Debra Goldman’s Postscript: Power Politics


One thing you can say for Air Force One, its villains come from this planet. They’re from the old Evil Empire, to be exact, which, luckily for Hollywood, is still the No. 1 supplier of earthly catastrophe for American good guys to overcome.
But don’t worry. In every other way, the narrative of Air Force One launches as big an assault on credulity as Con Air, Face/Off or any of its blow-’em-up blockbuster brethren. By the time the neo-Bolshies’ plot to hijack the president’s plane and secure the release of their vicious leader has been foiled, Harrison Ford, playing Commander in Chief James Marshall, has offed a handful of terrorists, masterminded a fuel dump, liberated other hostages, endured numerous skull-crushing punches, piloted a crippled jumbo jet and been towed midair like a kite by the rescue plane. All without taking off his suit jacket.
And those aren’t even the implausible parts. The real howler comes in the first few minutes of the film, when President Marshall congratulates New Russia on the success of their joint mission to save democracy. His eyes are haunted by the miseries of the refugee camp, his voice trembling with suppressed emotion, as he vows, never again. From now on, he blurts out, America will fight tyranny wherever it raises its ugly head. Without consulting a task force of advisors! Without convening a focus group! Just because he’s such a decent guy and it’s the right thing to do! Right then, we know we’ve left the real world behind and need only sit back and enjoy the inevitable mayhem to come.
Of course, to chide the makers of Air Force One for the film’s implausibility is to miss the point, or would be, if the movie had a point. This film doesn’t ask audiences to suspend disbelief. It demands they actively embrace it, the better to enjoy the feel-good victory of a two-fisted battle with the forces of evil. As the filmmakers know, if you’re trying to sell a president who is wise, faithful, principled and strong, you had better wrap him in a mythic fantasy. Otherwise, no one will buy it.
Needless to say, our real-life president looks pretty shabby next to a cinematic chief executive who makes Teddy Roosevelt seem like a wuss. Decisive where his real- life counterpart waffles, faithful where the other is faithless, Marshall is the Good Boomer president: a sensitive dad, a devoted partner to two women (his wife and his vice president), a Vietnam war hero who’s kept faith with his Nautilus. No way a Big Mac chowhound and draft dodger like Bill Clinton could ever blast his way past a bunch of killer terrorists.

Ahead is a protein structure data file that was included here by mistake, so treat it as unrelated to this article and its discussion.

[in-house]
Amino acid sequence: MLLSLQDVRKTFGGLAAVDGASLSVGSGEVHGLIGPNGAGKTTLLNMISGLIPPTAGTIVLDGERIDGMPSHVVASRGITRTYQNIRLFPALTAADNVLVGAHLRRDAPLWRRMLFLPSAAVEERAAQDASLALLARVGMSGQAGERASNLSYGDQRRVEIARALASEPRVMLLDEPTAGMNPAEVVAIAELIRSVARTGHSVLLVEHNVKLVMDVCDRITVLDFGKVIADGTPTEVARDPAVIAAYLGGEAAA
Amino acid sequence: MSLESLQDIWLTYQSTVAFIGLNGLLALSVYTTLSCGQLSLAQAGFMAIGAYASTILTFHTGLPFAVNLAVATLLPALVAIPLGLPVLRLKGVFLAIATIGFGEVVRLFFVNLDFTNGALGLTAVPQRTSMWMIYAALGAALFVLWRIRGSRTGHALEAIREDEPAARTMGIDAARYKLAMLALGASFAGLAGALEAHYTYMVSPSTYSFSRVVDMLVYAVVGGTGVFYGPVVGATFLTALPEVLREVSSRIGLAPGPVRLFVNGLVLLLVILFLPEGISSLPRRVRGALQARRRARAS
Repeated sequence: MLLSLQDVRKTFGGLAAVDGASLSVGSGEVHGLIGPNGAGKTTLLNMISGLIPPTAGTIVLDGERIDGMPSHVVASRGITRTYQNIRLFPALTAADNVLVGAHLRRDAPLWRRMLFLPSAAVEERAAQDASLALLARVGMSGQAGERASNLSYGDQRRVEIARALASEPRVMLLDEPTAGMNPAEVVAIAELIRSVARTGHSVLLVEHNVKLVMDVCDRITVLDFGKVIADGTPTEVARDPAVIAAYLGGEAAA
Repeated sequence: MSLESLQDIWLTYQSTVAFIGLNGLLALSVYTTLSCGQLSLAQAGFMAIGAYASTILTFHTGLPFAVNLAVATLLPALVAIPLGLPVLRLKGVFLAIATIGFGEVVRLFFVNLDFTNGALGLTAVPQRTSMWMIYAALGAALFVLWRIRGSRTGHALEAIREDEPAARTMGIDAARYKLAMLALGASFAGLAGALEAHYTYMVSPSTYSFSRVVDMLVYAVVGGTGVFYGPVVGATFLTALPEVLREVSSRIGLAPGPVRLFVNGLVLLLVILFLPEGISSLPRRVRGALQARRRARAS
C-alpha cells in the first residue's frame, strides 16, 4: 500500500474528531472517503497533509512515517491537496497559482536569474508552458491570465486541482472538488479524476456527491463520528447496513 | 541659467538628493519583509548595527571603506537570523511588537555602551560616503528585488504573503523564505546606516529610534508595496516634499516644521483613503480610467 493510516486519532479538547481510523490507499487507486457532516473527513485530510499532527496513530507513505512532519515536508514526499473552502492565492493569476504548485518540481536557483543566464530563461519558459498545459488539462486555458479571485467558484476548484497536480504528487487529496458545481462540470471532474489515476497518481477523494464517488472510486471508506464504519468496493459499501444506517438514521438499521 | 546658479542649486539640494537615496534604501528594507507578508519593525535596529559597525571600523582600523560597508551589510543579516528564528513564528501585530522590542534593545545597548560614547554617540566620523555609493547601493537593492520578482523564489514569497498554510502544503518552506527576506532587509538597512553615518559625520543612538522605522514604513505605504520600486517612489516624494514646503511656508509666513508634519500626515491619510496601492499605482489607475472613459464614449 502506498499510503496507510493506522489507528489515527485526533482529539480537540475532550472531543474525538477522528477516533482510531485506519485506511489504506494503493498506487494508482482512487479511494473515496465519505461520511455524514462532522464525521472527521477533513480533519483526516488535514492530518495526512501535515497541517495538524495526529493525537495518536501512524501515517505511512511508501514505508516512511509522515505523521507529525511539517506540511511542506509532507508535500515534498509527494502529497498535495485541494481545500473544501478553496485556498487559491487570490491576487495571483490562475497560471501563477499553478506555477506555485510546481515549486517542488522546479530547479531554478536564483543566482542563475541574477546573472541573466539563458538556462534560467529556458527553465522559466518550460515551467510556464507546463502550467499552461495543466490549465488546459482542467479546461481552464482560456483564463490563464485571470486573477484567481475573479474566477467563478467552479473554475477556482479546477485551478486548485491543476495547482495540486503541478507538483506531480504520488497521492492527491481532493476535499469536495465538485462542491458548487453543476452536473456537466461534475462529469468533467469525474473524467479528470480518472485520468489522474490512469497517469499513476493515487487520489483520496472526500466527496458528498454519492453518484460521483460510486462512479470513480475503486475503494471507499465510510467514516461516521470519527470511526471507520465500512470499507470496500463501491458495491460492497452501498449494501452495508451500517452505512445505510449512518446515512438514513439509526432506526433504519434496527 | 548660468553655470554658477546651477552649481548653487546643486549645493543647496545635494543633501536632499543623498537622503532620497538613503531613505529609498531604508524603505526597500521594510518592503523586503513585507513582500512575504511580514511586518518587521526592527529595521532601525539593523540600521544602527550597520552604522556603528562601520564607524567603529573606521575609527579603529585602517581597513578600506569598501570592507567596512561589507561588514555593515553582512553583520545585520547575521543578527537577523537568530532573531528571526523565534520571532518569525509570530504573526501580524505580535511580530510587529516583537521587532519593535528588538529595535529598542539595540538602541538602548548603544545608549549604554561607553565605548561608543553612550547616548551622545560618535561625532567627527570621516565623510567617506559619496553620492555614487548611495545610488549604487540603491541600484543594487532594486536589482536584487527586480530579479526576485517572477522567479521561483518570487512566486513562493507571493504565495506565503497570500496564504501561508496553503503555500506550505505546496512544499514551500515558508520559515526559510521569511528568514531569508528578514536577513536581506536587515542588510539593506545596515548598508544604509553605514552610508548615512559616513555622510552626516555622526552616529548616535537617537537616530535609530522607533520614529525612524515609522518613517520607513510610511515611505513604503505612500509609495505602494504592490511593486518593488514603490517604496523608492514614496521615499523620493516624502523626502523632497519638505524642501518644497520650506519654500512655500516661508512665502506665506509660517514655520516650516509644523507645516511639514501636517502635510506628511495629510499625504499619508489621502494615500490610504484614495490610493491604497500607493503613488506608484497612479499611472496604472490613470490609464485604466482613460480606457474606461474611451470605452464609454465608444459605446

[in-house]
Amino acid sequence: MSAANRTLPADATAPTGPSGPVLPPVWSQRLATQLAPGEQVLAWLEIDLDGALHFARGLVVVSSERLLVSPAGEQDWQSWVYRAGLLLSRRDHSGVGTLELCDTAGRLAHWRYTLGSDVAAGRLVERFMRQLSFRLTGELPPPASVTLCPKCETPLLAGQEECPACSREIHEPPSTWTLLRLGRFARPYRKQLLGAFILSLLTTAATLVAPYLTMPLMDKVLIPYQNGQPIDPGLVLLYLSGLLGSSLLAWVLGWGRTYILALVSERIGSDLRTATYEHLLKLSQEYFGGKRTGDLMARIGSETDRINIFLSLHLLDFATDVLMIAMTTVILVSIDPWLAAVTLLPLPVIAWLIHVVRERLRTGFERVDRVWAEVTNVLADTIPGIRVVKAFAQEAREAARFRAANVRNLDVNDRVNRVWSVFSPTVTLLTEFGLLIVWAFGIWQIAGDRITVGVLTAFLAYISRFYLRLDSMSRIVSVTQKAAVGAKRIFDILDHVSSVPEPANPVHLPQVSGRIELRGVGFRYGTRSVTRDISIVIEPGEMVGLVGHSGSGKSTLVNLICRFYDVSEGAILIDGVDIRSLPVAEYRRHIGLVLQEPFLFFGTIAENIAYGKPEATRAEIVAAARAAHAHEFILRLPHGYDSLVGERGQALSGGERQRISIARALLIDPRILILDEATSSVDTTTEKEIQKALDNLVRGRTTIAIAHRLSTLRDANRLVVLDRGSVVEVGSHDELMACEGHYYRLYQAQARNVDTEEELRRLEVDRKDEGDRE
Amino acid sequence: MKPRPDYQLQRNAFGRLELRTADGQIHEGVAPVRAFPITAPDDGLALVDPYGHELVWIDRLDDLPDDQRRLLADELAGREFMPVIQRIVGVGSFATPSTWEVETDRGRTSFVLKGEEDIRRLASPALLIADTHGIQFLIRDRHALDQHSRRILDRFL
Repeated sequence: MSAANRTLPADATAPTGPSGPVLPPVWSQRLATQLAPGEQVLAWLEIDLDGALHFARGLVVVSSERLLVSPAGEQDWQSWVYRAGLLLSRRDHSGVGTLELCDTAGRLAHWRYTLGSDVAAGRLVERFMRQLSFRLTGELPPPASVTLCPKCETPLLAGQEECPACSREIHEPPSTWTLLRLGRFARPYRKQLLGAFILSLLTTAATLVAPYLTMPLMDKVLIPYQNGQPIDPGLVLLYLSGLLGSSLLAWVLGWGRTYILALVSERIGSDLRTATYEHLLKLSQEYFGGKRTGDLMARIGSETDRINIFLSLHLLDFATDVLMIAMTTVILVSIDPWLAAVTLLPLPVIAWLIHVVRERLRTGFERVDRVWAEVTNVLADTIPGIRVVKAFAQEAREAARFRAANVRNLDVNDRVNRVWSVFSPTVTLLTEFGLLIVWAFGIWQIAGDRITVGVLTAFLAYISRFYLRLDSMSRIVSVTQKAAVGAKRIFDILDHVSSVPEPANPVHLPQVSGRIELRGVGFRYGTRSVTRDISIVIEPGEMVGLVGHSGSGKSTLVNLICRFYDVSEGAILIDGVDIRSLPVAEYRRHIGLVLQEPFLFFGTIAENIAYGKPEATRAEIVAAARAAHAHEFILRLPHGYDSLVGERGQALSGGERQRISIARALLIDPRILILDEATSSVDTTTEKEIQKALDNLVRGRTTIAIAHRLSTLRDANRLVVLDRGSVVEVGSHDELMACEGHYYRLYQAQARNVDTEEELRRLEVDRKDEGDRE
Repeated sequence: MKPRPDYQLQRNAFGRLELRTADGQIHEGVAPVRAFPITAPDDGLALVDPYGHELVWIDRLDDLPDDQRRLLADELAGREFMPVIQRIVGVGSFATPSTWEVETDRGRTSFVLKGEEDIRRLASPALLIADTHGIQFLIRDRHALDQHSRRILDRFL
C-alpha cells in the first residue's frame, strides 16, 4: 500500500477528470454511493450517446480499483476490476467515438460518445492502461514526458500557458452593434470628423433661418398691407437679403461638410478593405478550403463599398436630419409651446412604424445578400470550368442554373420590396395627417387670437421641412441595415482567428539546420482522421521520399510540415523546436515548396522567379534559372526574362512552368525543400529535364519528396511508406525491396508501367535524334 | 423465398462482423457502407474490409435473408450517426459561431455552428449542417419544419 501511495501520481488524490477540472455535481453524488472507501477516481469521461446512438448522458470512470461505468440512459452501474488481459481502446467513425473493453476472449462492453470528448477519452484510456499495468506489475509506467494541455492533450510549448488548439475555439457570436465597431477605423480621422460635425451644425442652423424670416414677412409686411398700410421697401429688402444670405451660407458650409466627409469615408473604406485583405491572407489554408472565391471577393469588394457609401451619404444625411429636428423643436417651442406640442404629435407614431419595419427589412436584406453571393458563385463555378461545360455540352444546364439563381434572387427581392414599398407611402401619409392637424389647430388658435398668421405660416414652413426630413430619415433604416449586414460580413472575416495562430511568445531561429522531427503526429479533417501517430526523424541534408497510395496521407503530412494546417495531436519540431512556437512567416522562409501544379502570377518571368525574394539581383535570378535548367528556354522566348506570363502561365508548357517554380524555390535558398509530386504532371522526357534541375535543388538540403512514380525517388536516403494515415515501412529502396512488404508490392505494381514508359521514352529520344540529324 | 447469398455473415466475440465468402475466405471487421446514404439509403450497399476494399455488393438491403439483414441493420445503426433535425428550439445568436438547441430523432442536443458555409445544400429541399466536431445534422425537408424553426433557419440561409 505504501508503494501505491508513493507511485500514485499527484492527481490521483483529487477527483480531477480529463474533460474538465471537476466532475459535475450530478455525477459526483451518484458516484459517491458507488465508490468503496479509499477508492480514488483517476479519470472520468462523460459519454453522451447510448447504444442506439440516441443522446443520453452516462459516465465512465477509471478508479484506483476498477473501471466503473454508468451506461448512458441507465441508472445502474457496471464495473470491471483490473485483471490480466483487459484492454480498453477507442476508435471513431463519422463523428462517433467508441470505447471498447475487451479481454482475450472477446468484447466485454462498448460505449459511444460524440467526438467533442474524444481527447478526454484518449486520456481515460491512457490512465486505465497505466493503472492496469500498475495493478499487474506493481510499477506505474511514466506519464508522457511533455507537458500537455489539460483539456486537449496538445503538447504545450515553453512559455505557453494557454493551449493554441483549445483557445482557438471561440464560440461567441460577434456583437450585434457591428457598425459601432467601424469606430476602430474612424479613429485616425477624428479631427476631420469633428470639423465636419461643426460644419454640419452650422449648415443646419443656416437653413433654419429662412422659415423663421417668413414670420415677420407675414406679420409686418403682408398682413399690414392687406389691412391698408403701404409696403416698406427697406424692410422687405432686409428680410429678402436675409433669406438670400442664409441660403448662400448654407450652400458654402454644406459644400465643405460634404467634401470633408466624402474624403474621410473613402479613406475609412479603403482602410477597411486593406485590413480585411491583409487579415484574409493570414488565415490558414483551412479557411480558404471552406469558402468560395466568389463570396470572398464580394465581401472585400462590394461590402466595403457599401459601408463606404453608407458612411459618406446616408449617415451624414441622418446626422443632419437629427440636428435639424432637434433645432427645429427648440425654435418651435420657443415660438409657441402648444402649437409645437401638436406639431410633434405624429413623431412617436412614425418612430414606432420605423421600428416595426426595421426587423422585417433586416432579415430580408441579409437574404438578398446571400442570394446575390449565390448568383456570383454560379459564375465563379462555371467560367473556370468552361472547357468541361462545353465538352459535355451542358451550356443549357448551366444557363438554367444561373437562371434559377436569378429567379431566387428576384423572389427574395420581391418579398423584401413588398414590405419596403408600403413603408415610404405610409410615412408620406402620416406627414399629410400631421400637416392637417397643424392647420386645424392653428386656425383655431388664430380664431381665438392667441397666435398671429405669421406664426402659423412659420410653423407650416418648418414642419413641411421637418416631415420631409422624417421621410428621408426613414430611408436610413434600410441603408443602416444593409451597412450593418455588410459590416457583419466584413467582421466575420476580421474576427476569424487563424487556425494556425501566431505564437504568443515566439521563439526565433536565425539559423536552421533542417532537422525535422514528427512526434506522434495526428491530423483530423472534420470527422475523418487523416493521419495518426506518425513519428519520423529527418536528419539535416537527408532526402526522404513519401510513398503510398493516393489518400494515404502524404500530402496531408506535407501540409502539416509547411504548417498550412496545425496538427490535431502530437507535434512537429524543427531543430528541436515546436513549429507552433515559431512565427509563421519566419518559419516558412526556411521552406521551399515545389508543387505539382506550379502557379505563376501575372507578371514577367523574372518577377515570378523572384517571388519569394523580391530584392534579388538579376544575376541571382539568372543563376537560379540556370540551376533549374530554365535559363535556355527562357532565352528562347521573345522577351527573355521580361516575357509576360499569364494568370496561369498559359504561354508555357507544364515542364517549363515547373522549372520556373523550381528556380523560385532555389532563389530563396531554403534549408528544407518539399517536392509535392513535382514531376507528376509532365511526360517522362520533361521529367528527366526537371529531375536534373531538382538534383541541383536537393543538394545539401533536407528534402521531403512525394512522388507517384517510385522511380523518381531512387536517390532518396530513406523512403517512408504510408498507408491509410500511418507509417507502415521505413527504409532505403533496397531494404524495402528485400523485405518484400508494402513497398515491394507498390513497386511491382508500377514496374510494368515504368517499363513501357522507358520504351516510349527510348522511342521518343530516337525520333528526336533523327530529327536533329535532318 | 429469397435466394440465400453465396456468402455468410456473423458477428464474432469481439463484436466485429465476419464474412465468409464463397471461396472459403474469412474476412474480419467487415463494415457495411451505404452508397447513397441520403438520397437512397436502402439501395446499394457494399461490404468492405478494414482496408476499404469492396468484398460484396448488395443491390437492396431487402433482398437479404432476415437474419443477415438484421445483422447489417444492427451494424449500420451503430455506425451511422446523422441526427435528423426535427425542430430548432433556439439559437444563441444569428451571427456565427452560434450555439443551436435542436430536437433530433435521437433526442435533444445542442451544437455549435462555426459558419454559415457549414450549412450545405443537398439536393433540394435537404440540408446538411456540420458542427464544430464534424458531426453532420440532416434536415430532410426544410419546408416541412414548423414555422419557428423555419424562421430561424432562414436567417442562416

Based on the box-office returns, President Marshall’s bare-knuckled bravery has won over the electorate. Perhaps the American people are trying to tell us something in these election results.
Maybe the film’s success means that deep down in their still-innocent hearts, the cynical citizen-consumers who give Bill Clinton high approval ratings yearn for a politics of virtue, practiced by men whose convictions are as strong as their jaws.
On the other hand, the popularity of Air Force One may mean nothing at all. It reveals little about Americans’ political “mood”-except to suggest that there is none. President Marshall is a post-political hero, like Batman. Or is he a pre-political hero, like Hercules? Same difference.
All we can glean from the film’s success, like its fellow blockbusters, is that people like a lot of fairly bloodless violence and special-effects disasters. But you knew that already. For those who haven’t gotten their full summer’s quotient of careening aircraft and exploding fireballs, Air Force One fits the bill.
Still, all the film really says about contemporary American society is that there isn’t very much to say about it.